Diagnosis of Giant Cell Arteritis by Head-contrast 3D CTA Diagnosis of Giant Cell Arteritis by Head-contrast 3D CTA
This case series demonstrates the usefulness of three-dimensional computed tomography angiography in the diagnosis of giant cell arteritis.Journal of Medical Case Reports
The aim of this study was to describe patients', radiographers' and radiography students ’ experiences of the developed 360° virtual counselling environment (360°VCE) for the coronary computed tomography angiography (cCTA).
ConclusionsThis study demonstrated the feasibility of total laparoscopic pancreaticoduodenectomy combined with vascular resection and artificial vascular graft reconstruction in properly selected cases of pancreatic cancer with vein involvement after neoadjuvant chemotherapy. It is worth noting that skilled laparoscopic technicians and effective teamwork are necessities for safe completion of the procedure.
AbstractAccurate pulmonary artery (PA) imaging is necessary for management of patients with complex congenital heart disease (CHD). The ability of newer imaging modalities such as 3D rotational angiography (3DRA) or phase-contrast magnetic resonance angiography (PC-MRA) to measure PA diameters has not been compared to established angiography techniques. Measurements of PA diameters (including PA stenosis and PA stents) from 3DRA and non-contrast-enhanced PC-MRA were compared to 2D catheter angiography (CA) and multi-slice computed tomography (MSCT) in a swine CHD model (n = 18). For all PA segments 3DRA had ...
Conclusion Utilization of this anatomic variant in stacked or dual-pedicled autologous breast reconstruction results in antegrade IMA perfusion of both primary and secondary flaps, as well as improved size match compared with other anastomotic options. Knowledge of the vascular anatomy and variations in the inferior epigastric system is crucial to both preventing complications and optimizing flap planning and outcome. [...] Thieme Medical Publishers 333 Seventh Avenue, New York, NY 10001, USA.Article in Thieme eJournals: Table of contents | Abstract | Full text
Craniofacial trauma accounts for a large number of medical encounters in the United States and is associated with significant morbidity and mortality. The role of imaging, particularly computed tomography (CT) and CT angiography (CTA) can significantly enhance the evaluation of patients with craniofacial trauma, assisting with appropriate management and surgical planning. Radiologic studies additionally provide information about soft tissue and vascular trauma which cannot always be excluded by physical examination.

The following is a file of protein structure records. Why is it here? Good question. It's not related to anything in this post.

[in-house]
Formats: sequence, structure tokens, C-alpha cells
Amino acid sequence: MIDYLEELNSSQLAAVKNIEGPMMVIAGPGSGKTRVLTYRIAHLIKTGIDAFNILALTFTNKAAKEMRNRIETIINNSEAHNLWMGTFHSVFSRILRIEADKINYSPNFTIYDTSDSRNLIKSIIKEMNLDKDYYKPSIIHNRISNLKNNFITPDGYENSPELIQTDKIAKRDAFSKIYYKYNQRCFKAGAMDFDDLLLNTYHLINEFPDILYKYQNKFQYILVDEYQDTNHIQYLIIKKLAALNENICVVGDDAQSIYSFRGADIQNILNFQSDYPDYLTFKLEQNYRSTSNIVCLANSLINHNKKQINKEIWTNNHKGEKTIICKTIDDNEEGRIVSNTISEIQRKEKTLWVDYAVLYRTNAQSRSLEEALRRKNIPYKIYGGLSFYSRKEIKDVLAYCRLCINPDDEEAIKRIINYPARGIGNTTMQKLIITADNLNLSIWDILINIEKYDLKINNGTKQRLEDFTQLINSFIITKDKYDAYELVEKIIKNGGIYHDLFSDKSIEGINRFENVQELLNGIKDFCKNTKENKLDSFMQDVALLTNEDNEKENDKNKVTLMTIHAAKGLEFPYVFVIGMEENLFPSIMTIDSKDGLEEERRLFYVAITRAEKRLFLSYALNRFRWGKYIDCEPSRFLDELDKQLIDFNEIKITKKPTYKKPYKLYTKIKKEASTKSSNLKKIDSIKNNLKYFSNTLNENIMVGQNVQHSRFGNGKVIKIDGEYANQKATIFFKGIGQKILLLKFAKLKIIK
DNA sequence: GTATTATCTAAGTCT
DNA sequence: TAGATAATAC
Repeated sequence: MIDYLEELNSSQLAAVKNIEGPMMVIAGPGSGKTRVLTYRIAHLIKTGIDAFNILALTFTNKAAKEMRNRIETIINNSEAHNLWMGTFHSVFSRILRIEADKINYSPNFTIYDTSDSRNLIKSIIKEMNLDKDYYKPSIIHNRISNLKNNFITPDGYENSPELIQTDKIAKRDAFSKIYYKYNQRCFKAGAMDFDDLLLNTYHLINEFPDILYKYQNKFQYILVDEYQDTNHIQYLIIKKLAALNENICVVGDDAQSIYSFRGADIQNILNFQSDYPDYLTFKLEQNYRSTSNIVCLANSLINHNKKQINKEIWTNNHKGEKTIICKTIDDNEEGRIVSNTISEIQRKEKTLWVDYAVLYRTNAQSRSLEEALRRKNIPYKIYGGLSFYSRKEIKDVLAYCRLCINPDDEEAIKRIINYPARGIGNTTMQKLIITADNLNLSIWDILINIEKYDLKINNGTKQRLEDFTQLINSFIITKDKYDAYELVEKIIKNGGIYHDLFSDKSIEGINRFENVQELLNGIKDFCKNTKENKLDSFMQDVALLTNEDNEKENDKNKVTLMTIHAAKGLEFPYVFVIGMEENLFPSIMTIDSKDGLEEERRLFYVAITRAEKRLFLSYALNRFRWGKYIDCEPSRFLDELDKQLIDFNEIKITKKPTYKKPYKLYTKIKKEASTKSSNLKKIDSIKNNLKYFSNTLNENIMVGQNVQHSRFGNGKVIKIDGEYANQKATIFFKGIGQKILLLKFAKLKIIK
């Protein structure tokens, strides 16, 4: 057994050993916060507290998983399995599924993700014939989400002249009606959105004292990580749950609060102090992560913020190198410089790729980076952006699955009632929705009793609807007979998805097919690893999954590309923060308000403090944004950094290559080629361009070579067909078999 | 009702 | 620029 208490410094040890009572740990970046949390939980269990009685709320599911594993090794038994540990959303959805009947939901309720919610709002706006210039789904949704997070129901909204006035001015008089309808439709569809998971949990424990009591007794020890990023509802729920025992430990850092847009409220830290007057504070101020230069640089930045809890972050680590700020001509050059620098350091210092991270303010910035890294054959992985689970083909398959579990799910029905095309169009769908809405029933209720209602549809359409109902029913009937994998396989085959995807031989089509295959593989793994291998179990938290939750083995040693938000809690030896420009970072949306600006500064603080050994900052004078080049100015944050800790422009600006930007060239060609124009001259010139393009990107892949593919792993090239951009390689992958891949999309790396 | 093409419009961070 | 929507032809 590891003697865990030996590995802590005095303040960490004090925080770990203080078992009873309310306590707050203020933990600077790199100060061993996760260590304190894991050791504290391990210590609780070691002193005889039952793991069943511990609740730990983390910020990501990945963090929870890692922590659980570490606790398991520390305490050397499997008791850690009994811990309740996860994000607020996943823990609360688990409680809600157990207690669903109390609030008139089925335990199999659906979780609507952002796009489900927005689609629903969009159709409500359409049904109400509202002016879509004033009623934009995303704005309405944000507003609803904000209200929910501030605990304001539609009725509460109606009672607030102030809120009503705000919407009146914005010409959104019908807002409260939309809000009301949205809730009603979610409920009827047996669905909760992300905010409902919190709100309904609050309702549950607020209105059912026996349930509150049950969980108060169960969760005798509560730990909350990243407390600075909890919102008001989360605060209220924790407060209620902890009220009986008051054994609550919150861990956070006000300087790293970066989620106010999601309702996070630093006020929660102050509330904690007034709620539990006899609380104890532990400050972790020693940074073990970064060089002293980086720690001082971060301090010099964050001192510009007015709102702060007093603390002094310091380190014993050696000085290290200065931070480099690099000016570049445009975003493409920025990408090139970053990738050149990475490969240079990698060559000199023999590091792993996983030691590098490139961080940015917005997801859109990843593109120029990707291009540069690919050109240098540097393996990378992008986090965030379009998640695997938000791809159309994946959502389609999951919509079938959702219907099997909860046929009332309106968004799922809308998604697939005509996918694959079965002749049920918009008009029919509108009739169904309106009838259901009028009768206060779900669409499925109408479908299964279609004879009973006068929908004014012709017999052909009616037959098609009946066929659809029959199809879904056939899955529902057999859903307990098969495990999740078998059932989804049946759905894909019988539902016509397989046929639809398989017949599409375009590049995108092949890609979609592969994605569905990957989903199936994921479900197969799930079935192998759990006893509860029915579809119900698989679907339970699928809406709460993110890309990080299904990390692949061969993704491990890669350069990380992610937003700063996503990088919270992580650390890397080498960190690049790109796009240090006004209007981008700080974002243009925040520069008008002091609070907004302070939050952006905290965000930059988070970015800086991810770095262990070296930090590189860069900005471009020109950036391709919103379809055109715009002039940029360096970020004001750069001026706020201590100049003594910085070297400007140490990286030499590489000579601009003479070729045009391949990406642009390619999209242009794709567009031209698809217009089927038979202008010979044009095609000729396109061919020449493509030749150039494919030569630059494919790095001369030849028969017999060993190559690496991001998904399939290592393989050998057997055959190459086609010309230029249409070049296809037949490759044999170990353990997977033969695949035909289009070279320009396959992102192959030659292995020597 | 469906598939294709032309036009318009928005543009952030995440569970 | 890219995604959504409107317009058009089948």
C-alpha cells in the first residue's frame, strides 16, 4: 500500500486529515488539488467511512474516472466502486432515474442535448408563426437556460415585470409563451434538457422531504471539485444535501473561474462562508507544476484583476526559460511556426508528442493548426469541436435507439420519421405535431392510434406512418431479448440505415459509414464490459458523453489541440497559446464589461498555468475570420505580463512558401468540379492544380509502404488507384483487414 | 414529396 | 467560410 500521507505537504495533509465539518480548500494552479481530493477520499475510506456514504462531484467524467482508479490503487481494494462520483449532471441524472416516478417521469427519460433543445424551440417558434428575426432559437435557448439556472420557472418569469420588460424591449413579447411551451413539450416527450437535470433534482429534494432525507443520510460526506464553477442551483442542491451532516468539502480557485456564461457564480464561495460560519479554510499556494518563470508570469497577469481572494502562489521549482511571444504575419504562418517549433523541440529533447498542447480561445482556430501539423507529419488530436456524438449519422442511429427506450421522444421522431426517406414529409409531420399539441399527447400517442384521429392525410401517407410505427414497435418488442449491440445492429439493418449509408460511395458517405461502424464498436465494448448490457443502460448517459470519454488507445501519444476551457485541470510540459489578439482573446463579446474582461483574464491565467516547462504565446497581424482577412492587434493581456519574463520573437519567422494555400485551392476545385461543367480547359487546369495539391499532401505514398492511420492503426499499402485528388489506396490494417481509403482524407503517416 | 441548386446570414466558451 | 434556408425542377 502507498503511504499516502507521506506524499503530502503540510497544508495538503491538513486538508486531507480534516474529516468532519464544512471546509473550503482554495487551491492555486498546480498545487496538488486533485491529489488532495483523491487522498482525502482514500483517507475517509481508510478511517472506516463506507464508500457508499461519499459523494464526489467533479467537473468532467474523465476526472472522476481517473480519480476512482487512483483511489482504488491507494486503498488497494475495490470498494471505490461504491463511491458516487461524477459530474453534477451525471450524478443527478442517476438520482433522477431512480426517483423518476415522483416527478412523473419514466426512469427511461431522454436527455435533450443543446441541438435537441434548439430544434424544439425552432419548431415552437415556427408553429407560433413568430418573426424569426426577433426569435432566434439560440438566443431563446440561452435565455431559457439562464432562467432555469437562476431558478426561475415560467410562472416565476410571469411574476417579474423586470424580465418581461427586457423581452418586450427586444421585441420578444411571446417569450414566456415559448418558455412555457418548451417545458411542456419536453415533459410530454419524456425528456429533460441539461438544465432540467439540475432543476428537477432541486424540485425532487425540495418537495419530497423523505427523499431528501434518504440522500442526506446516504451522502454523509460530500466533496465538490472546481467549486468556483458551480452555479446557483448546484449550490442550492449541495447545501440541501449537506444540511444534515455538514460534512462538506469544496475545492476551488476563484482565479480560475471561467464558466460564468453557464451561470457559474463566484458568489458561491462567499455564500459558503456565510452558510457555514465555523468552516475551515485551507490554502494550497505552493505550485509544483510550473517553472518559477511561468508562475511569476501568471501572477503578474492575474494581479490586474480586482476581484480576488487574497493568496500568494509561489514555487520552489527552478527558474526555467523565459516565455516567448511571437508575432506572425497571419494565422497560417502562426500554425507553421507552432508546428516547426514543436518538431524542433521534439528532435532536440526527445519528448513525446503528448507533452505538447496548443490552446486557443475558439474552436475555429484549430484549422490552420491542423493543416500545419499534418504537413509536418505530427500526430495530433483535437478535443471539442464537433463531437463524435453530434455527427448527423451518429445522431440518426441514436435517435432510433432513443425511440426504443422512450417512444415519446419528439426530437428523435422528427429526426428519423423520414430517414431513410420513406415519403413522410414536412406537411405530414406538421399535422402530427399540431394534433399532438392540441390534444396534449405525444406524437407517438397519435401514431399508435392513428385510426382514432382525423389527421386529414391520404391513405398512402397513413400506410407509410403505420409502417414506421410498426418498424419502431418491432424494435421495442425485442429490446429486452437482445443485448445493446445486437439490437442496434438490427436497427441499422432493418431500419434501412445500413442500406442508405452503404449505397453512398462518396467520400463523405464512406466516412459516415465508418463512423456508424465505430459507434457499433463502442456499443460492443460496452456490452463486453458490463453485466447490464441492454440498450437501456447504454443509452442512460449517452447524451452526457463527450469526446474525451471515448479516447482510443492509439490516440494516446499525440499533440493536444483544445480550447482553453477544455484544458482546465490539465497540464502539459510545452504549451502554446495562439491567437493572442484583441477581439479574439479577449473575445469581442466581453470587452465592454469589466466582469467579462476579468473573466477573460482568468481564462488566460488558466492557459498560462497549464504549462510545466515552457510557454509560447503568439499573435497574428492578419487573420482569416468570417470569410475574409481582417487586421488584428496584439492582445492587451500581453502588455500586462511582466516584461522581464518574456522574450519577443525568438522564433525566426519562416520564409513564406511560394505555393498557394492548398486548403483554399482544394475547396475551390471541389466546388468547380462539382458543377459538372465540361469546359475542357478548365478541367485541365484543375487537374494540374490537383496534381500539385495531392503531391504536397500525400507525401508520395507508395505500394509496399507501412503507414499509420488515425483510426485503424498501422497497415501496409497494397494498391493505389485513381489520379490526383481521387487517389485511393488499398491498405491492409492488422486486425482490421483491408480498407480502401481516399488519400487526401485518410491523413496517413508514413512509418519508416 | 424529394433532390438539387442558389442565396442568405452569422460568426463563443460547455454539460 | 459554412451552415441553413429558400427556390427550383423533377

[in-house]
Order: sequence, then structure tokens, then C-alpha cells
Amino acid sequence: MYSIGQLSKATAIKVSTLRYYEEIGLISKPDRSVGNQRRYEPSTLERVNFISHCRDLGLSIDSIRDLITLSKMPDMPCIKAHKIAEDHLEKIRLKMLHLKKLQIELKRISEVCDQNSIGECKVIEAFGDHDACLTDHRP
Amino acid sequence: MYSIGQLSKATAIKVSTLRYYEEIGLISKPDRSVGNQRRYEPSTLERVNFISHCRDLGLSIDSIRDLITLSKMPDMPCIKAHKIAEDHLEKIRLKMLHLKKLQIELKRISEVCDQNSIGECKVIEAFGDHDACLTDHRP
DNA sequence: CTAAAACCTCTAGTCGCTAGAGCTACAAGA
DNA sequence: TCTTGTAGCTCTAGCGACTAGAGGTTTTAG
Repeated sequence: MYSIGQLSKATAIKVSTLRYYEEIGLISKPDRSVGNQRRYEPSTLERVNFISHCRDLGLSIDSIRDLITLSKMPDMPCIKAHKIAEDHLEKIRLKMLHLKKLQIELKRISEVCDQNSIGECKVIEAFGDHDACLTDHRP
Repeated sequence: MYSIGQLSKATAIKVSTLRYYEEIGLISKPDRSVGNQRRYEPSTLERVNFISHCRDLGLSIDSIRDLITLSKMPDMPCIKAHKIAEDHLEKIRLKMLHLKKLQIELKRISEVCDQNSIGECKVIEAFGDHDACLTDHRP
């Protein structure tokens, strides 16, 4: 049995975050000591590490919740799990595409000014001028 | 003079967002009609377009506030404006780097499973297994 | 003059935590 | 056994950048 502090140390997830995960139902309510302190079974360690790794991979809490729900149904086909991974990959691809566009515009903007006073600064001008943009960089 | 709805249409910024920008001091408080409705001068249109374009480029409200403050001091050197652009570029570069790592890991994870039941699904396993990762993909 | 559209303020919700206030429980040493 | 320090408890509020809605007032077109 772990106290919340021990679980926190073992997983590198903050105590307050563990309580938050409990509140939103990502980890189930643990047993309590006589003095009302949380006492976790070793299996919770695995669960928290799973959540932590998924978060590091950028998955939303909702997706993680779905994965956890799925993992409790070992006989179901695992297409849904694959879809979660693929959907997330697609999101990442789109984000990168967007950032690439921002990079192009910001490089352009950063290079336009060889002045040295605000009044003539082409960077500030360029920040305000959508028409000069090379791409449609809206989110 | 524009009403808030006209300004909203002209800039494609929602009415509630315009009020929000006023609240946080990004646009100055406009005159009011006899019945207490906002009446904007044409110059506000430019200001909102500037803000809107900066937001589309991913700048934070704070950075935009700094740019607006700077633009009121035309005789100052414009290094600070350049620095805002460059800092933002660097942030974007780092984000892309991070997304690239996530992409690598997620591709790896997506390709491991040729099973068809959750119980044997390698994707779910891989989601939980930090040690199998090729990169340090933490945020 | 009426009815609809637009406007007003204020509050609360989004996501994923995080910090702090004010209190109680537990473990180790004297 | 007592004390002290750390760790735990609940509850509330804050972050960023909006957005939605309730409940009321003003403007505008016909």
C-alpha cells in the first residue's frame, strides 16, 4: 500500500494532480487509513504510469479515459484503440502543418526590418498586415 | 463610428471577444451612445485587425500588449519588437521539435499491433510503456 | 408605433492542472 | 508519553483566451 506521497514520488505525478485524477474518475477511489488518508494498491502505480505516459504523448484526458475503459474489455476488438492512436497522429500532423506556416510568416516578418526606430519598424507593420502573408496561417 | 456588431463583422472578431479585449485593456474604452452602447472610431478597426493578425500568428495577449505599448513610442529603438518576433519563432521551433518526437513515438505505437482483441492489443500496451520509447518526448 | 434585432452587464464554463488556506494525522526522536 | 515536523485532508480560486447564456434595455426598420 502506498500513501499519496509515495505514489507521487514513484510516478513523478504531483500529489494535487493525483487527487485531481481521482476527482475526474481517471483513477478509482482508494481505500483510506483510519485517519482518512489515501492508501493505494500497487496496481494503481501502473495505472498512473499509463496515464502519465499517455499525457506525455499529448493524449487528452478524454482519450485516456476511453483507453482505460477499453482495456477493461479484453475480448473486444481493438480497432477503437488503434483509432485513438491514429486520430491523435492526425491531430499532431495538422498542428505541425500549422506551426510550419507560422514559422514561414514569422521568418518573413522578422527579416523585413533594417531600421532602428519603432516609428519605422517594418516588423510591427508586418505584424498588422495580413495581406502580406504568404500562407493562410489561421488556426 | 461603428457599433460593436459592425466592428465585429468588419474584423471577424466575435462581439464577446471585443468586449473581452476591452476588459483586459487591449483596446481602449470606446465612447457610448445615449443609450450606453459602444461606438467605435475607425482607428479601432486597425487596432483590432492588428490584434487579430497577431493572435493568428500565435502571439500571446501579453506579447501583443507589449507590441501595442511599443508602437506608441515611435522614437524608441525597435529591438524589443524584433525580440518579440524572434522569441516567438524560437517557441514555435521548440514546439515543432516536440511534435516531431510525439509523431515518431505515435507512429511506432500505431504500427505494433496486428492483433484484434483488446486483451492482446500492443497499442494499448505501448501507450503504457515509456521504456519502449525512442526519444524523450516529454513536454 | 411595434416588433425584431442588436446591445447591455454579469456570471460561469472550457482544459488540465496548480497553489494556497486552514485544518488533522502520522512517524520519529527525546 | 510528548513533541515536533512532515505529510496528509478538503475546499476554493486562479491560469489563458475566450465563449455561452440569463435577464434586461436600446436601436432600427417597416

Conditions: Abdominal Aortic Aneurysm; Endoleak; Stent-Graft Endoleak Interventions: Diagnostic Test: 18F Sodium Fluoride Positron Emission Tomography / Computed Tomography; Diagnostic Test: CT Aortic Angiogram; Diagnostic Test: 12-month CT Aortic Angiogram; Other: 24-month review Sponsors: University of Edinburgh; NHS Lothian; NHS Greater Glasgow and Clyde; NHS Lanarkshire; NHS Tayside Not yet recruiting
Recently, computed tomography pulmonary angiography (CTPA) has emerged as the first line modality for the diagnosis of pulmonary embolism (PE) as it is fast, reliable and widely available . However, with increasing use of CTPA, there has been an associated increase in the incidence of PE with no significant change in mortality . Overuse of CTPA leads to unnecessary radiation and contrast exposure, increased costs, as well as incidental findings, raising the question of over-diagnosis of clinically insignificant PEs conferring a major burden on both patients and healthcare system (2,3).
Pulmonary embolism (PE) is a common and potentially fatal diagnosis that must be considered in the emergency department (ED) setting in patients presenting with chest pain or shortness of breath. PE accounts for approximately 100,000 deaths annually in the United States and, according to some studies, this rate is increasing (1). Although computed tomography pulmonary angiography (CTPA) is the gold standard imaging modality for the diagnosis of PE, point-of-care ultrasound (POCUS) is often more readily available and can be used to quickly obtain critical information regarding global cardiac function and direct management.
AbstractPurposeDelayed cerebral ischemia represents a significant cause of poor functional outcome for patients with vasospasm after subarachnoid hemorrhage. We investigated whether delayed cerebral ischemia could be detected by the arterial opacification of internal carotid artery at the level of the skull base.MethodsIn this exploratory, nested retrospective cohort diagnostic accuracy study, patients with clinical and/or transcranial Doppler suspicion of vasospasm who underwent four-dimensional computed tomography angiography were included. They were split into two groups for the main endpoint analysis, according to the ...
CONCLUSIONS: Aortic RP detected by NOGA was strongly associated with a higher maximum WSS in the aortic arch derived by CFD using 3D-CT. The maximum WSS value may have an important role in the underlying mechanism of not only aortic atherosclerosis, but also aortic RP. PMID: 33012739 [PubMed - as supplied by publisher]